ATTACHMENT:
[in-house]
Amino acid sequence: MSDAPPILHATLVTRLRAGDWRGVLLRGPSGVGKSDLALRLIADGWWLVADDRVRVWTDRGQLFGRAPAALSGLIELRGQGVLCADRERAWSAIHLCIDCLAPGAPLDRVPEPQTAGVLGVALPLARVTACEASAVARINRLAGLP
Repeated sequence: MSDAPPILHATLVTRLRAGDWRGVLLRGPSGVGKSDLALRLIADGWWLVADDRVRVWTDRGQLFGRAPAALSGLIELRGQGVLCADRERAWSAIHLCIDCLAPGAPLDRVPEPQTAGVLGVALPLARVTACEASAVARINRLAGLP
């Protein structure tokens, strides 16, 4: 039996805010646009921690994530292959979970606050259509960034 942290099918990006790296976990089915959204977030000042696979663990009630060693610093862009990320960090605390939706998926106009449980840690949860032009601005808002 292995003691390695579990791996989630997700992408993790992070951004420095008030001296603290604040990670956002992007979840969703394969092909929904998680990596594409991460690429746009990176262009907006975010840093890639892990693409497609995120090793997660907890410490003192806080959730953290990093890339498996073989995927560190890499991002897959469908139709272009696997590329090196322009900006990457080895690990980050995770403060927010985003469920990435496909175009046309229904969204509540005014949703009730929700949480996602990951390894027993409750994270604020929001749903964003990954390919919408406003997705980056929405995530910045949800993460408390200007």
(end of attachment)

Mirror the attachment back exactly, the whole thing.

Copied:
[in-house]
Amino acid sequence: MSDAPPILHATLVTRLRAGDWRGVLLRGPSGVGKSDLALRLIADGWWLVADDRVRVWTDRGQLFGRAPAALSGLIELRGQGVLCADRERAWSAIHLCIDCLAPGAPLDRVPEPQTAGVLGVALPLARVTACEASAVARINRLAGLP
Repeated sequence: MSDAPPILHATLVTRLRAGDWRGVLLRGPSGVGKSDLALRLIADGWWLVADDRVRVWTDRGQLFGRAPAALSGLIELRGQGVLCADRERAWSAIHLCIDCLAPGAPLDRVPEPQTAGVLGVALPLARVTACEASAVARINRLAGLP
């Protein structure tokens, strides 16, 4: 039996805010646009921690994530292959979970606050259509960034 942290099918990006790296976990089915959204977030000042696979663990009630060693610093862009990320960090605390939706998926106009449980840690949860032009601005808002 292995003691390695579990791996989630997700992408993790992070951004420095008030001296603290604040990670956002992007979840969703394969092909929904998680990596594409991460690429746009990176262009907006975010840093890639892990693409497609995120090793997660907890410490003192806080959730953290990093890339498996073989995927560190890499991002897959469908139709272009696997590329090196322009900006990457080895690990980050995770403060927010985003469920990435496909175009046309229904969204509540005014949703009730929700949480996602990951390894027993409750994270604020929001749903964003990954390919919408406003997705980056929405995530910045949800993460408390200007």